Congress Board to set deadline for Amnesty Law renegotiation next week: 1 month or 15 days


News Team

The new Chief Lawyer, Fernando Galindo, and the president of the Congress of Deputies, Francina Armengol, were present during the ordinary activity of the Foreign Affairs commission on December 4, 2023, in Madrid, Spain. The Congress has constituted a total of 28 parliamentary committees, marking the beginning of the ordinary activity of the 15th legislature. The commissions have chosen the composition of their tables, including a presidency, two vice-presidents, and two secretaries. This allows the commissions to organize their work, starting with hosting the appearance of the ministers of the new coalition Government to explain the plans in each department.

The Congress Board is expected to decide on the deadline to renegotiate the Amnesty Law after Junts dropped out in the Plenary of the Chamber, preventing its approval and forcing the submission of the text to the Justice Commission. The Plenary Session of Congress approved the text of the opinion from the Justice Commission but did not allow the referral of the law to the Senate due to its organic rank, which needed minimal support of 176 votes and Junts preferred to vote against.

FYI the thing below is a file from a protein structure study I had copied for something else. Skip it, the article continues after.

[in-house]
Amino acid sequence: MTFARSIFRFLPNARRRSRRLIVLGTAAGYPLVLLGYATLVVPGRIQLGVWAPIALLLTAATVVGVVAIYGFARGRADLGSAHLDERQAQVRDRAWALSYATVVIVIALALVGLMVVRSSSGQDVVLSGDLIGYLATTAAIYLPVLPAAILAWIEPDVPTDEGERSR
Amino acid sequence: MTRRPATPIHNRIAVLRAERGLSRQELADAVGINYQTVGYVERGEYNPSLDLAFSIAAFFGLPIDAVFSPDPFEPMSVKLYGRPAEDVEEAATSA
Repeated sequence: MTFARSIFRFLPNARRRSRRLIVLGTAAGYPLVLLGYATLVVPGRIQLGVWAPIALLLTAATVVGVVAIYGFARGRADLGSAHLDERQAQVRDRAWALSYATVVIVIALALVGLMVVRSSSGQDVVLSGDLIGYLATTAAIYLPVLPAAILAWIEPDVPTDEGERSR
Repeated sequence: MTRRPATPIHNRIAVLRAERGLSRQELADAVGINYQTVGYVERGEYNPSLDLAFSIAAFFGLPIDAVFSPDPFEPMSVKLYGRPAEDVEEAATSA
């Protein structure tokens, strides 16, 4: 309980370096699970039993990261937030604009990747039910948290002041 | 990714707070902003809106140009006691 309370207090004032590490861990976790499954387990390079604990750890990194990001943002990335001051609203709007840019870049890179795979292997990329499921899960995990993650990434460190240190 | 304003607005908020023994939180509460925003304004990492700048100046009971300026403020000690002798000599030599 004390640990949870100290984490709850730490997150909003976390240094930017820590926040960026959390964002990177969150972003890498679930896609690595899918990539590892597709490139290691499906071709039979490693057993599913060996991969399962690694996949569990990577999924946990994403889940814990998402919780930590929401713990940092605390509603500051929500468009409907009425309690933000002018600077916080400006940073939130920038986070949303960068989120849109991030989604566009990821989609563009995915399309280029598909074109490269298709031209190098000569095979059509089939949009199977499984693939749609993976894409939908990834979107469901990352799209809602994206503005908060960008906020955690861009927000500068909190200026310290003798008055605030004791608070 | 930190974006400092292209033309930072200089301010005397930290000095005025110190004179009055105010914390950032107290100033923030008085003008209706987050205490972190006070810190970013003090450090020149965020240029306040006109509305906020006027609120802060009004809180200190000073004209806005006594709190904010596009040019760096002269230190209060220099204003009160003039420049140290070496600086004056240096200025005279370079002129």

Article 131.2 of the Regulation establishes that when a legislative initiative of organic rank does not achieve the absolute majority necessary to be approved by the Plenary, the text is sent to the commission from which it came to draft a new opinion “within the period of one month”. The Amnesty Law went through the emergency procedure, which shortens the deadlines by half, and the Congress Board will have to make a decision following a report from the legal services.

The Bureau will also determine which text will be taken as a starting point and which amendments of those presented in mid-January are still in force, since it is not possible to present new ones. In any case, any living amendment can be the hook to introduce changes through transactional amendment, and unlike what happens in the Plenary, the approval of all groups is not necessary for its vote.

The situation that has arisen in Congress only has two precedents of laws fallen due to lack of absolute majority, both related to reforms of the Law of the Judiciary in the first term of José María Aznar. One initiative failed and the other was redirected and moved forward after a new opinion was approved in committee twenty days after the failure in the chamber.

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